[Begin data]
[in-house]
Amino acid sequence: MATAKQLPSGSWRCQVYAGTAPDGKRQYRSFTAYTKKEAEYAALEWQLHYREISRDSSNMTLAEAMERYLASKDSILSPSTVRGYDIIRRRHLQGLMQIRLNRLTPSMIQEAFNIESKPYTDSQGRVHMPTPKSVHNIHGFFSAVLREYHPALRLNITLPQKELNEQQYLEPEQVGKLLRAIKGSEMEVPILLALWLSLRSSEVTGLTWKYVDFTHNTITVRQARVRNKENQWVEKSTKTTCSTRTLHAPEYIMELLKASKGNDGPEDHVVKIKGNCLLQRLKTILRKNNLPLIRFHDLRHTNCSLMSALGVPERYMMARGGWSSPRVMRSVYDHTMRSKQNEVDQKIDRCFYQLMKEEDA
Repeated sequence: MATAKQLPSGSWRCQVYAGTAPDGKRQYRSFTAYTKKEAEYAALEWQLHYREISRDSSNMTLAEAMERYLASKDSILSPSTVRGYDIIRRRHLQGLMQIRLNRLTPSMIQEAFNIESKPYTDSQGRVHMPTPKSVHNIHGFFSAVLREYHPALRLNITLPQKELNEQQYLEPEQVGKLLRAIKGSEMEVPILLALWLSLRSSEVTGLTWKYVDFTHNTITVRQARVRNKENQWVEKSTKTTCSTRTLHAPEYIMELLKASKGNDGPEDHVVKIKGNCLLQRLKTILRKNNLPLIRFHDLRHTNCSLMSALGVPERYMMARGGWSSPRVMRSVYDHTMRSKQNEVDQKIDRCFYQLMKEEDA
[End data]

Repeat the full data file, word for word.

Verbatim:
[in-house]
Amino acid sequence: MATAKQLPSGSWRCQVYAGTAPDGKRQYRSFTAYTKKEAEYAALEWQLHYREISRDSSNMTLAEAMERYLASKDSILSPSTVRGYDIIRRRHLQGLMQIRLNRLTPSMIQEAFNIESKPYTDSQGRVHMPTPKSVHNIHGFFSAVLREYHPALRLNITLPQKELNEQQYLEPEQVGKLLRAIKGSEMEVPILLALWLSLRSSEVTGLTWKYVDFTHNTITVRQARVRNKENQWVEKSTKTTCSTRTLHAPEYIMELLKASKGNDGPEDHVVKIKGNCLLQRLKTILRKNNLPLIRFHDLRHTNCSLMSALGVPERYMMARGGWSSPRVMRSVYDHTMRSKQNEVDQKIDRCFYQLMKEEDA
Repeated sequence: MATAKQLPSGSWRCQVYAGTAPDGKRQYRSFTAYTKKEAEYAALEWQLHYREISRDSSNMTLAEAMERYLASKDSILSPSTVRGYDIIRRRHLQGLMQIRLNRLTPSMIQEAFNIESKPYTDSQGRVHMPTPKSVHNIHGFFSAVLREYHPALRLNITLPQKELNEQQYLEPEQVGKLLRAIKGSEMEVPILLALWLSLRSSEVTGLTWKYVDFTHNTITVRQARVRNKENQWVEKSTKTTCSTRTLHAPEYIMELLKASKGNDGPEDHVVKIKGNCLLQRLKTILRKNNLPLIRFHDLRHTNCSLMSALGVPERYMMARGGWSSPRVMRSVYDHTMRSKQNEVDQKIDRCFYQLMKEEDA